Trump, struggling to define Biden, steps up Harris attacks

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Democratic vice presidential candidate Sen. Kamala Harris, D-Calif., listens to the Florida Memorial University marching band Thursday, Sept. 10, 2020, in Miami Gardens, Fla. (AP Photo/Lynne Sladky)

SACRAMENTO, Calif. – Donald Trump barely mentioned Tim Kaine when he was the Democratic vice presidential nominee in 2016. But four years later, the president has plenty to say about Kamala Harris.

Trump said this week that “nobody likes” Harris, feeding into a standard of likability that is applied to women in leadership far more often than men. He told voters in North Carolina it would be “an insult to our country” if Harris became the first female president. And Trump and his allies repeatedly mispronounce Harris' first name, a pattern her supporters say amounts to a deliberate effort to portray the daughter of immigrants as someone who does not belong at the top ranks of politics.

Trump is focusing on Harris as he has sometimes struggled to land on a consistent, coherent attack against Biden, who has built a reputation as a bipartisan deal maker rather than a progressive ideologue. And the racism and sexism underlying Trump's critique of the first Black woman and person of Asian descent on a major party ticket are part of an aggressive strategy to appeal to white suburban voters.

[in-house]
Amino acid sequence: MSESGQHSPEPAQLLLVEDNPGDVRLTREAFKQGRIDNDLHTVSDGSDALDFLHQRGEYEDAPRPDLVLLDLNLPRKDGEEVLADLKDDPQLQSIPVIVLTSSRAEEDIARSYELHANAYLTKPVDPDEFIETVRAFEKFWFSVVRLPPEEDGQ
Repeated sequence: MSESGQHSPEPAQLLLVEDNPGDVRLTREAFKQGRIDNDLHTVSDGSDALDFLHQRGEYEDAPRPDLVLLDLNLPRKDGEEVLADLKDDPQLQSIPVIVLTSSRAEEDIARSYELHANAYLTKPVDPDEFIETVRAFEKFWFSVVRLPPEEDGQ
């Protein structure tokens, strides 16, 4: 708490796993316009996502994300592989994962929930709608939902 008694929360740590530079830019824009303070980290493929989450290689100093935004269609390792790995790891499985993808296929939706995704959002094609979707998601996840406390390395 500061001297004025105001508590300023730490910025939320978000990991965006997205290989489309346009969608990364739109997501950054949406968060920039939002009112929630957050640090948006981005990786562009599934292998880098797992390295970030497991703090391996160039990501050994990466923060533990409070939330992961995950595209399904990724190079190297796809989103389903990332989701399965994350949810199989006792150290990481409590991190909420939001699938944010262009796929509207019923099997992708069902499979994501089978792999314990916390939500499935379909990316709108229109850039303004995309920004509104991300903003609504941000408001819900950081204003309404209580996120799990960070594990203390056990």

“It’s hard to see that as not somehow tied to what you view as ‘our country,’” said Kelly Dittmar, director of research and scholar at the Center for American Women and Politics at the Eagleton Institute of Politics.

For her part, Harris has been sharp in her criticism of Trump, but has largely limited her comments to the president's job performance. Campaigning in Miami on Thursday, she called Trump “reckless” for downplaying the potential toll of the coronavirus while privately describing it as “deadly stuff.”

Tim Murtaugh, communications director for the Trump campaign, made clear that Biden, not Harris, would remain their main focus. But he leaned into the argument that Harris was one of the radical forces now steering the nominee.

“Kamala Harris and her voting record helps make the case against Joe Biden,” Murtaugh said.

The strategy could be risky for Trump. Black voters already overwhelmingly support Biden and sustained criticism of Harris could fuel their enthusiasm to show up in November, potentially swaying the election in states such as North Carolina, Florida, Pennsylvania and Michigan. A Harris spokeswoman declined to comment on Trump's latest attacks.